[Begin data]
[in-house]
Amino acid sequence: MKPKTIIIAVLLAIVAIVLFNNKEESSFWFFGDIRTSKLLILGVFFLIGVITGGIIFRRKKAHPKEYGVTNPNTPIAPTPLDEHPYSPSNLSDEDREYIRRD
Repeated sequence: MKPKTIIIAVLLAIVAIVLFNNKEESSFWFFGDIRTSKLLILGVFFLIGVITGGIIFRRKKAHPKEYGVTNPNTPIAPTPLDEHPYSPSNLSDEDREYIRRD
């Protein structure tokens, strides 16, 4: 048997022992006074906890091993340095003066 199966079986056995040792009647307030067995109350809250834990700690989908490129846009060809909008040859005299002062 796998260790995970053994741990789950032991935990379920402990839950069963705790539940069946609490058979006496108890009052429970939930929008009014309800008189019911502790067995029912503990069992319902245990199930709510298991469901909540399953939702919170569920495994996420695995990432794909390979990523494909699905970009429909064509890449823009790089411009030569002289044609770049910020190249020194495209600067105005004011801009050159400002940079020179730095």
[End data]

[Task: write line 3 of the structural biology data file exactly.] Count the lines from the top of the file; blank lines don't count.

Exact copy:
Repeated sequence: MKPKTIIIAVLLAIVAIVLFNNKEESSFWFFGDIRTSKLLILGVFFLIGVITGGIIFRRKKAHPKEYGVTNPNTPIAPTPLDEHPYSPSNLSDEDREYIRRD